Thursday, June 1, 2017

Garcia Guitar Gets $1.9 M at Auction

Jerry Garcia's "Wolf" Fetches $1.9 Million at Auction
A guitar that Jerry Garcia played everywhere from San Francisco's Winterland Ballroom to Egypt's Great Pyramids fetched over $1.9 million at an auction in New York.

The Grateful Dead frontman's guitar - named Wolf - was purchased at a charity auction in Brooklyn Wednesday night. The proceeds are earmarked for the Montgomery, Alabama-based Southern Poverty Law Center.
I don't approve, since the SPLC has become a violence inspiring hate group.

The guitar was owned by devoted Deadhead Daniel Pritzker. The philanthropist, musician and film director bought it in 2002 at Guernsey's for $790,000.

The auctioneer says Wolf first appeared in a 1973 New York performance the Grateful Dead gave for the Hells Angels.

Much. much more on this guitar, and all of Jerry Garcia's guitars at this blog post.
The Eagle

From 1973 to 1993 Garcia played the guitar created by Doug Irwin and called Wolf.

Irwin had just started building guitars at Alembic. This was a company run by Ron Wickersham, an electronics and sound expert that previously worked for Ampex, Rick Turner, a luthier and guitarist, and Bob Matthews, a recording engineer.

The company started in a rehearsal room for the Grateful Dead, so there was an immediate connection between Alembic and the band.

As the story goes, Doug Irwin was recently hired by the Alembic company and was building electric guitars for them and he also built some for himself. The first one that Jerry Garcia purchased was known as The Eagle.
Wolf with 3 single coils

This was the guitar that Jerry found when he came from the music store that where Irwin was employed. This guitar had humbucking pickups. At the time Garcia preferred the sound of his Stratocaster with single coil pickups.

Garcia asked him to build him another guitar. Irwin took a cue from this and created The Wolf, which he sold to Jerry Garcia in 1972 for $850. Garcia played this guitar for more than 20 years.

Garcia asked Irwin to optimize Wolf with three single coil Stratocaster pickups. This guitar was made of purpleheart wood and curly maple. The fret board was ebony with 24 frets; longer than Fenders, which at the time only had 22 frets. The first version had a peacock inlay made of abalone, but in subsequent years Irwin changed this to an eagle.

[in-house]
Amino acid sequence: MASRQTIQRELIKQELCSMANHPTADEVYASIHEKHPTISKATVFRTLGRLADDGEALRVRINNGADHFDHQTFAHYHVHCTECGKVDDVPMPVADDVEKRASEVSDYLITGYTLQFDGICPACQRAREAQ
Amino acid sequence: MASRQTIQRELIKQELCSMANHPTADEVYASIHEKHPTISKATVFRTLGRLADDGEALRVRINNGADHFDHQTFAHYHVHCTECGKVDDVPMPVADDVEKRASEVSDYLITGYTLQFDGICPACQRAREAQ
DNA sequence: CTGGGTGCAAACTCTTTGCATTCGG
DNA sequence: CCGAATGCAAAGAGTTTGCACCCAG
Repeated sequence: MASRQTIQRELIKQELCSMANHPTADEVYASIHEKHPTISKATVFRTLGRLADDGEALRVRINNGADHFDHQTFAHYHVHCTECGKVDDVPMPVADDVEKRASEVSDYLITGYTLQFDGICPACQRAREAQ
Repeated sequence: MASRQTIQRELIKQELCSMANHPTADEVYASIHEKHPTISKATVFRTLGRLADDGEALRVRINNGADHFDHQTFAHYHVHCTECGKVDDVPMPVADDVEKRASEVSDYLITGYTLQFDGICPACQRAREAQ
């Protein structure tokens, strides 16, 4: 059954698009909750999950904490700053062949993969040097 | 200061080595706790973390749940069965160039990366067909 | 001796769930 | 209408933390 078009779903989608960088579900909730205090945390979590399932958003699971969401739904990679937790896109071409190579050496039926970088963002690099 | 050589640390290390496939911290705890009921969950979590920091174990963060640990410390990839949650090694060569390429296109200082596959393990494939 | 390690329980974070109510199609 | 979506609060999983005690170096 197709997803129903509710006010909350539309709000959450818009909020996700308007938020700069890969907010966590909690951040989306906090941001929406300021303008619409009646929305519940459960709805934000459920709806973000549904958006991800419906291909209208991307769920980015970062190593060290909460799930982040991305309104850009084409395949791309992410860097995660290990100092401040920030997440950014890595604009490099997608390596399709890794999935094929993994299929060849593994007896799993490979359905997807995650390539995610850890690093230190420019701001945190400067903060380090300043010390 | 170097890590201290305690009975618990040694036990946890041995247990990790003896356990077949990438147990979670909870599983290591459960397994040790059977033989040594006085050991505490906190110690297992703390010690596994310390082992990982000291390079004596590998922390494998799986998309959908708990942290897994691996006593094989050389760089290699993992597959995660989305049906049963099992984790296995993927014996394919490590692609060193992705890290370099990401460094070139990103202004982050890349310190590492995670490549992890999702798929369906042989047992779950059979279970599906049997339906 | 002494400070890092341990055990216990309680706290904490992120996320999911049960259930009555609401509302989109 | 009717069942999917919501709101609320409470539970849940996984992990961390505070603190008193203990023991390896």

A blood-thirsty cartoon sticker of a wolf adorned the body. This gave the guitar its name.

In later years the middle and bridge single coil pickups were swapped out for humbuckers. This was an easy change because Irwin configured the pickups on a metal plate. In fact it was Irwin who created both plates for the guitar.

The pickup selector is the five position strat type. The guitar features a master volume control and a tone control for the middle and front pickups. Two mini switches on the guitar are pickup coil switches, to choose between humbucking and single coil. There are two ¼” phone jacks. One goes to the amp and the other goes to Jerry’s effects loop. There is also a mini switch to toggle the effects loop on or off.

The electronics are accessible from a plate on the guitars back side and they are shielded.

The tuning machines are Schaller’s and made of chromed nickel as is the bridge. This was the first guitar Irwin built that had the D shaped headstock that he used on other guitars he made as his trademark. On the headstock was the inlay of a peacock done in mother-of-pearl.

While at a concert the guitar fell about 15 feet off of the stage and this caused a small crack in the head stock. Doug Irwin took this as an opportunity to replace the head stock with ebony veneer and a mother-of-pearl inlay of an eagle, which by now had become Doug Irwin’s signature. Jerry Garcia used the three single coil pickup plate up until 1978 when he had the single coil neck pickup and twin Dimarzio Dual Sound humbuckers for the middle and bridge positions.

Almost immediately after Garcia received The Wolf he commissioned Doug Irwin to design another guitar. This new guitar is the one that would come to be known as The Tiger
Here's Wolf in action at Winterland in 1974

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